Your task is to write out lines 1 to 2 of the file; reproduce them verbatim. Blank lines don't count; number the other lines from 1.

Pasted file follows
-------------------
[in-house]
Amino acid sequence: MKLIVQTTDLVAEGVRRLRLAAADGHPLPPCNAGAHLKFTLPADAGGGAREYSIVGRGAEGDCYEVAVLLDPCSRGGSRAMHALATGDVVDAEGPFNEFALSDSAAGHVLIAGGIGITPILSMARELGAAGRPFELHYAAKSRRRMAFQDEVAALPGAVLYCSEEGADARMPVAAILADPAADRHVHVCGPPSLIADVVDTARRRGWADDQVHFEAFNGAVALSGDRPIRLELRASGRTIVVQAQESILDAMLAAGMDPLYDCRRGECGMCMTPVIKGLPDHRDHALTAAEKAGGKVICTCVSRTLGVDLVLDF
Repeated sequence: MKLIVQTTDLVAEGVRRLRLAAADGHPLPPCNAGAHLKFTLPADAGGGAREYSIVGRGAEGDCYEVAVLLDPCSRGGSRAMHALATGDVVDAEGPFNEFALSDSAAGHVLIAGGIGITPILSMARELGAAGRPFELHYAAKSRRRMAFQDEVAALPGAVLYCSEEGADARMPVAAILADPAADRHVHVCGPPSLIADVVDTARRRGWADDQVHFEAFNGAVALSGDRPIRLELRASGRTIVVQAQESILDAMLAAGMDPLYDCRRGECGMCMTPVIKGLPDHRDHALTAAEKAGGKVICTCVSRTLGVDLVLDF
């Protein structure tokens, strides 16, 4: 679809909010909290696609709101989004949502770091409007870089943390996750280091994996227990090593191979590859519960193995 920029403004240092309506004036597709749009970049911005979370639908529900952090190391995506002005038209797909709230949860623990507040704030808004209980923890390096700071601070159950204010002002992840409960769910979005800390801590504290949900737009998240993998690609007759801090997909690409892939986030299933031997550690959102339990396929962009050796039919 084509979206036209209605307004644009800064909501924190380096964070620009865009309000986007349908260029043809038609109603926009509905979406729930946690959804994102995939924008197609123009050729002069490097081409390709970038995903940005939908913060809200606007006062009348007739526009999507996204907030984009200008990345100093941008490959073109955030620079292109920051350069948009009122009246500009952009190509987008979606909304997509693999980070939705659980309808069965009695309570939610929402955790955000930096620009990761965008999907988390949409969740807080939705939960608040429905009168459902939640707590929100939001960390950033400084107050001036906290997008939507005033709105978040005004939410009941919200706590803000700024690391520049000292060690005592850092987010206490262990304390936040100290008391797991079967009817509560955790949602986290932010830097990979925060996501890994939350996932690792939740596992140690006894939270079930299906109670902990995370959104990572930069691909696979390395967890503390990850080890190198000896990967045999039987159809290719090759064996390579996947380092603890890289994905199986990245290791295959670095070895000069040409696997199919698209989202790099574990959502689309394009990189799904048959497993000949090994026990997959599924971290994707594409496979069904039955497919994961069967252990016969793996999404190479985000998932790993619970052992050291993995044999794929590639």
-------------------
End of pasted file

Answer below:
[in-house]
Amino acid sequence: MKLIVQTTDLVAEGVRRLRLAAADGHPLPPCNAGAHLKFTLPADAGGGAREYSIVGRGAEGDCYEVAVLLDPCSRGGSRAMHALATGDVVDAEGPFNEFALSDSAAGHVLIAGGIGITPILSMARELGAAGRPFELHYAAKSRRRMAFQDEVAALPGAVLYCSEEGADARMPVAAILADPAADRHVHVCGPPSLIADVVDTARRRGWADDQVHFEAFNGAVALSGDRPIRLELRASGRTIVVQAQESILDAMLAAGMDPLYDCRRGECGMCMTPVIKGLPDHRDHALTAAEKAGGKVICTCVSRTLGVDLVLDF